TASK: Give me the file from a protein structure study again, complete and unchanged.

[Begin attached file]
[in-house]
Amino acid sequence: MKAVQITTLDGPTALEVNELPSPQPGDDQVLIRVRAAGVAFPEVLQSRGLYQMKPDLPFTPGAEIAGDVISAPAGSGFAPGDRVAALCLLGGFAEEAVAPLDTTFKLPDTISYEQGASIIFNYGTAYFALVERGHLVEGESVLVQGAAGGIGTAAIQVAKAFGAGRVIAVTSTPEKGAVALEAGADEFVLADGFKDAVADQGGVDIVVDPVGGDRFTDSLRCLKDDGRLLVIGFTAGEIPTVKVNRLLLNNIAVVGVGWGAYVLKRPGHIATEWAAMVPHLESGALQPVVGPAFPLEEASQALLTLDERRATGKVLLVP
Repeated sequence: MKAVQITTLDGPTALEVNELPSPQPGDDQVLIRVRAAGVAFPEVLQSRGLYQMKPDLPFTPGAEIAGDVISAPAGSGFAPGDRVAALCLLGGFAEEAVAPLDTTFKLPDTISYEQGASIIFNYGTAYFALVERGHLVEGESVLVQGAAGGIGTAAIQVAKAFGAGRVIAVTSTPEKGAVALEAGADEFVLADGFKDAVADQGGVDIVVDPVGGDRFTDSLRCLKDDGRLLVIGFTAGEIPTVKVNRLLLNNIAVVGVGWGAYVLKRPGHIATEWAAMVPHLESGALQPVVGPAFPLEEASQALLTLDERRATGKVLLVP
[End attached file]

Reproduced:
[in-house]
Amino acid sequence: MKAVQITTLDGPTALEVNELPSPQPGDDQVLIRVRAAGVAFPEVLQSRGLYQMKPDLPFTPGAEIAGDVISAPAGSGFAPGDRVAALCLLGGFAEEAVAPLDTTFKLPDTISYEQGASIIFNYGTAYFALVERGHLVEGESVLVQGAAGGIGTAAIQVAKAFGAGRVIAVTSTPEKGAVALEAGADEFVLADGFKDAVADQGGVDIVVDPVGGDRFTDSLRCLKDDGRLLVIGFTAGEIPTVKVNRLLLNNIAVVGVGWGAYVLKRPGHIATEWAAMVPHLESGALQPVVGPAFPLEEASQALLTLDERRATGKVLLVP
Repeated sequence: MKAVQITTLDGPTALEVNELPSPQPGDDQVLIRVRAAGVAFPEVLQSRGLYQMKPDLPFTPGAEIAGDVISAPAGSGFAPGDRVAALCLLGGFAEEAVAPLDTTFKLPDTISYEQGASIIFNYGTAYFALVERGHLVEGESVLVQGAAGGIGTAAIQVAKAFGAGRVIAVTSTPEKGAVALEAGADEFVLADGFKDAVADQGGVDIVVDPVGGDRFTDSLRCLKDDGRLLVIGFTAGEIPTVKVNRLLLNNIAVVGVGWGAYVLKRPGHIATEWAAMVPHLESGALQPVVGPAFPLEEASQALLTLDERRATGKVLLVP